After her release from Armley she moved to live in Harrogate with her husband Henry and her son Reg. Here they set up a vegetarian boarding house, and other suffragettes who were released from prison were able to stay with her to regain their strength.
In 1914, Lillian Lenton, another suffragette, was released from Armley to stay with Leonora in Harrogate. Lillian had escaped from a house in Chapel Allerton in Leeds on an earlier occasion so was being watched by the police. Leonora and others helped her to escape, disguised in Reg’s clothes.
Once the First World War broke out, Leonora dedicated herself to war work. She moved back from Harrogate to Leeds. She joined a trade union and went to work in a munitions factory, and later went on to set up a Trade Union for female munition workers and was a member of the Leeds Food Control Committee. At the end of the war she applied to join the Women’s police, but wasn’t allowed due to her history as a suffragette.
In the 1920’s she went on to become a Magistrate, after being nominated by the Trades Council. A Magistrate hears criminal cases in a court of law and helps to make decisions about the sentence that a criminal might receive for their crime. Leonora worked as a magistrate for over 30 years. In 1928 she was awarded an OBE for her services to Leeds.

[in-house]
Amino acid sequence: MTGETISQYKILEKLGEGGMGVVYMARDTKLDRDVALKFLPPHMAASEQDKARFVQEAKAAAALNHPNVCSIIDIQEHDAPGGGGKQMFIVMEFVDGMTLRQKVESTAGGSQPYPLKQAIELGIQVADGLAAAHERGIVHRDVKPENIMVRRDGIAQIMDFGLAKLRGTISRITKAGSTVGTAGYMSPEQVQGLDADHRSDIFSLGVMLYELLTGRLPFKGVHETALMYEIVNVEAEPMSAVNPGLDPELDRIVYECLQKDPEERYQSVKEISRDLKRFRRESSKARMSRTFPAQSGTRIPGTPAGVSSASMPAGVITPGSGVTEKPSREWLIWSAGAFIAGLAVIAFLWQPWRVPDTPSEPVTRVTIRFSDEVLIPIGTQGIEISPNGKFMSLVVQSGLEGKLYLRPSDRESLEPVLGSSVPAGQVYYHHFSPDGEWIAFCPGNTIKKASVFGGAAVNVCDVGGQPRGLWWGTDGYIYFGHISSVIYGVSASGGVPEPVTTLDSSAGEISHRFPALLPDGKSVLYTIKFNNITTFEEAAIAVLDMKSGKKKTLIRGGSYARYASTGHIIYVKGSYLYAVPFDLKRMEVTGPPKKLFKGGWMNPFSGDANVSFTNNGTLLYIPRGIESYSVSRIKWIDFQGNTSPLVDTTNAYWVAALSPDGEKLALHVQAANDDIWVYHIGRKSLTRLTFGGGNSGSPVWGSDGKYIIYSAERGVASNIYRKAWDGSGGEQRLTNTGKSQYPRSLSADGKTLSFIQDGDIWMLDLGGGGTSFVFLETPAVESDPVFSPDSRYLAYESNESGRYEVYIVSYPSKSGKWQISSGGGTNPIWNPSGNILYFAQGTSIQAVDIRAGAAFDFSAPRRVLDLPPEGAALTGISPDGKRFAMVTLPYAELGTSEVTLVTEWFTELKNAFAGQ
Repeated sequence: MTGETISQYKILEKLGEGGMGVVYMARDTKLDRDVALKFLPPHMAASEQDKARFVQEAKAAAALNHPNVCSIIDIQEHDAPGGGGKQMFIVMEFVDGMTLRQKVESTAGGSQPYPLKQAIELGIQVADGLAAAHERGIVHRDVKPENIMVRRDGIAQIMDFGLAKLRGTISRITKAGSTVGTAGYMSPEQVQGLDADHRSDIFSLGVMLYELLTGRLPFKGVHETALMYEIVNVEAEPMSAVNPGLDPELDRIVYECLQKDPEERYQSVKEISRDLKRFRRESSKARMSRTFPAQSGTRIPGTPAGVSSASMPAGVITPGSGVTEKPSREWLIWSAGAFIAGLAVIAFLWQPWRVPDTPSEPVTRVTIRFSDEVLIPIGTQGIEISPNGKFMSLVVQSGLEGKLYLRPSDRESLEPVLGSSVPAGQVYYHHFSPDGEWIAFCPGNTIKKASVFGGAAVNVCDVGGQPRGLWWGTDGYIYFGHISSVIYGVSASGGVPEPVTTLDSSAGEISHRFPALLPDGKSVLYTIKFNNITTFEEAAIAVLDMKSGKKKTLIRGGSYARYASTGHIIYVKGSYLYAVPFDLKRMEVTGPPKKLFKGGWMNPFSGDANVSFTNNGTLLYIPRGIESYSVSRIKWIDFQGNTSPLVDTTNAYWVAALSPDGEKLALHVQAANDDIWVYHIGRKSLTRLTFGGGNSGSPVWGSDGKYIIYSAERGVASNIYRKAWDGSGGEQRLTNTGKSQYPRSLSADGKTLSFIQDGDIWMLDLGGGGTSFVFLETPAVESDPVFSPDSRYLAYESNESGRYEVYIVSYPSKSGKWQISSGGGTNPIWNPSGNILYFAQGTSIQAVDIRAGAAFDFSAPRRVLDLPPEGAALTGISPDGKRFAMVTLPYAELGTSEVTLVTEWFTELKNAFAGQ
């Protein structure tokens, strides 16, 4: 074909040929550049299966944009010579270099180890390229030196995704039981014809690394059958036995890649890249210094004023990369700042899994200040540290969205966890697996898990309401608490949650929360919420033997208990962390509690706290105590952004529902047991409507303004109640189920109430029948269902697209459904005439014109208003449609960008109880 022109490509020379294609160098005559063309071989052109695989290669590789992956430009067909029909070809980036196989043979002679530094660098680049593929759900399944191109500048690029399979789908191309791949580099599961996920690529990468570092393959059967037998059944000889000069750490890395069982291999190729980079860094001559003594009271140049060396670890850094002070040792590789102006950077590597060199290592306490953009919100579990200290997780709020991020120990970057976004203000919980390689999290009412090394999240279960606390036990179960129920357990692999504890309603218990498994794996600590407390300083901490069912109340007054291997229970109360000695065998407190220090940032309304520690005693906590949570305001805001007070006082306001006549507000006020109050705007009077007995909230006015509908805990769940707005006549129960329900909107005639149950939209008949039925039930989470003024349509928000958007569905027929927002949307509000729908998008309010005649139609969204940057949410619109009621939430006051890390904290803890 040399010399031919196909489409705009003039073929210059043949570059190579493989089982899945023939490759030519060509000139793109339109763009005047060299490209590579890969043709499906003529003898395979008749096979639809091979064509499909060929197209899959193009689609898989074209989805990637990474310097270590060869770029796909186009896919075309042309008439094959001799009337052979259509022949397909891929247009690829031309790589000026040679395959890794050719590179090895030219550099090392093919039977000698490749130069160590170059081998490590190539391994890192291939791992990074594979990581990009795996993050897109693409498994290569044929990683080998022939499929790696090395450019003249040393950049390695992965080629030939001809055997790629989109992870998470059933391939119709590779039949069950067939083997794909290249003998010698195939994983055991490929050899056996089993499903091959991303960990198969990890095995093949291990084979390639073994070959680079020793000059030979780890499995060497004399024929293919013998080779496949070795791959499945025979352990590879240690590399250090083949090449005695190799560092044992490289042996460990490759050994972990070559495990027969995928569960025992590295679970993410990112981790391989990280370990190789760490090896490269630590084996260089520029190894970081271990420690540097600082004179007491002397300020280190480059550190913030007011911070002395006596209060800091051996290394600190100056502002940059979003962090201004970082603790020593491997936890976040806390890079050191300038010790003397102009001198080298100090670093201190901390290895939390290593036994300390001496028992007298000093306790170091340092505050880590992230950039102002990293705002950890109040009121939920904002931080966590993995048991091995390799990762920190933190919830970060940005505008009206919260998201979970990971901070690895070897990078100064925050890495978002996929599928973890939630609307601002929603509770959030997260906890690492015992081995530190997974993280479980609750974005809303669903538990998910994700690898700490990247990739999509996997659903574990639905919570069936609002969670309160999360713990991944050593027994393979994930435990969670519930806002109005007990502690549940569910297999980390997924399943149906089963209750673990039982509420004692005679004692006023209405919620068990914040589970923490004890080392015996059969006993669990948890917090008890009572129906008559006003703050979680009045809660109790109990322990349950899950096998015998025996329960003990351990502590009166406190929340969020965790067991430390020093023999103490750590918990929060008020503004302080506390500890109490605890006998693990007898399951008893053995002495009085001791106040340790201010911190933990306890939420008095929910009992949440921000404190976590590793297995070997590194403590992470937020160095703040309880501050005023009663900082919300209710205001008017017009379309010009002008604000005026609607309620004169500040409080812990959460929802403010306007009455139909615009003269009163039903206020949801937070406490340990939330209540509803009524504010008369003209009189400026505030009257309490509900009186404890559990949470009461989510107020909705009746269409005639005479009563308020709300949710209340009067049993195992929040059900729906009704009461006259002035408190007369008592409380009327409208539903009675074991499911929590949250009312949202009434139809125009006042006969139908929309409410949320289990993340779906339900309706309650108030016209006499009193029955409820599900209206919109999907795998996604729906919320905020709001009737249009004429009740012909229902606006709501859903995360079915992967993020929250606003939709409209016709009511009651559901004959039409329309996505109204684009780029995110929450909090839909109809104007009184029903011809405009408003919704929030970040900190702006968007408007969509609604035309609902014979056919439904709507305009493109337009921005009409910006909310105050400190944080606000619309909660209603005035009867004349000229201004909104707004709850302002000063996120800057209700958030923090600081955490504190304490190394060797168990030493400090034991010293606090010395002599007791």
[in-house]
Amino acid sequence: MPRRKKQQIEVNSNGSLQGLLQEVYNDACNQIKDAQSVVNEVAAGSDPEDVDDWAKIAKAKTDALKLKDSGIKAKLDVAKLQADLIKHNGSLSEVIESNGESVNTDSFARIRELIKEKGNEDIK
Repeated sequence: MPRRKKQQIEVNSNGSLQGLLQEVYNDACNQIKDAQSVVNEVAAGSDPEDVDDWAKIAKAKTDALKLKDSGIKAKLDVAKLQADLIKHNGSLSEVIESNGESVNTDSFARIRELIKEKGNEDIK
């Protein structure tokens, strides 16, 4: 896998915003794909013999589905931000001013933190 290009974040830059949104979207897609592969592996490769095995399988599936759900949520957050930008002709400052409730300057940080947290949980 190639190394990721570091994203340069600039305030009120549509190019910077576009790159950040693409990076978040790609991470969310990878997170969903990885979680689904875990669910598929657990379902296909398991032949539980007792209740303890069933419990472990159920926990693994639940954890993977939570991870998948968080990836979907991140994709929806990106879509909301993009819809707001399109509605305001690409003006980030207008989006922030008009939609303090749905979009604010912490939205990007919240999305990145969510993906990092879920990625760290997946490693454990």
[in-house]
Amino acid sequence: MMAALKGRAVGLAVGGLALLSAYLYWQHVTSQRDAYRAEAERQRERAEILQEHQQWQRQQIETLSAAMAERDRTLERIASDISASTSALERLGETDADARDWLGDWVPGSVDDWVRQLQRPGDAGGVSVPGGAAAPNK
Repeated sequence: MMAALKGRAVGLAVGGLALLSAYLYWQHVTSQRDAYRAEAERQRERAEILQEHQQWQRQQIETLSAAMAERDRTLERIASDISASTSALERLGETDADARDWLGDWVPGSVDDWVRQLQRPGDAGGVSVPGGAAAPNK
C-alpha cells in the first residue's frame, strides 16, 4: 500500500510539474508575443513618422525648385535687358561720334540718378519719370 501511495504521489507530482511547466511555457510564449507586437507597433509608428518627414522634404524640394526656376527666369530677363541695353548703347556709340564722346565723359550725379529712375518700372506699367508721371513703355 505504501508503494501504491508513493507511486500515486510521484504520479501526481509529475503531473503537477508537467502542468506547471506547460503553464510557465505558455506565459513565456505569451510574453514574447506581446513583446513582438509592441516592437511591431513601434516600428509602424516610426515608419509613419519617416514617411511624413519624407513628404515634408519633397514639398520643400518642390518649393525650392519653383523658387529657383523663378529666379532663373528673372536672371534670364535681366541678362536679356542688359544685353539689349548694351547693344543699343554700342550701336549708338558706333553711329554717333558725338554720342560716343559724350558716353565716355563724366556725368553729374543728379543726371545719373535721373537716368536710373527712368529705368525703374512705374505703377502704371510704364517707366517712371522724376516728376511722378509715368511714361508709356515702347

In 1966, she worked with Abbey House Museum to put on an exhibition about the WSPU, suffragettes and the Votes for Women campaign. This is how Leeds Museums have come to look after her collection today.
In 1973 Leonora celebrated her 100th birthday. In a speech she gave she was quoted as saying
“One hopes… that women of the future will organise themselves into groups or unions and that they will use the vote intelligently to ensure that we will have the very highest standards of womanhood ”
In 1974 the BBC make a TV drama called Shoulder to Shoulder looking at the Votes for Women campaign. Leonora is one of three former suffragettes on the front cover of the Radio Times. She was also interviewed by historian Sir Brian Harrison as part of his research into the lives of those involved in the ‘Votes for Women’ campaigns.
In 1978, aged 105, Leonora passed away at her home in Wales where she had retired.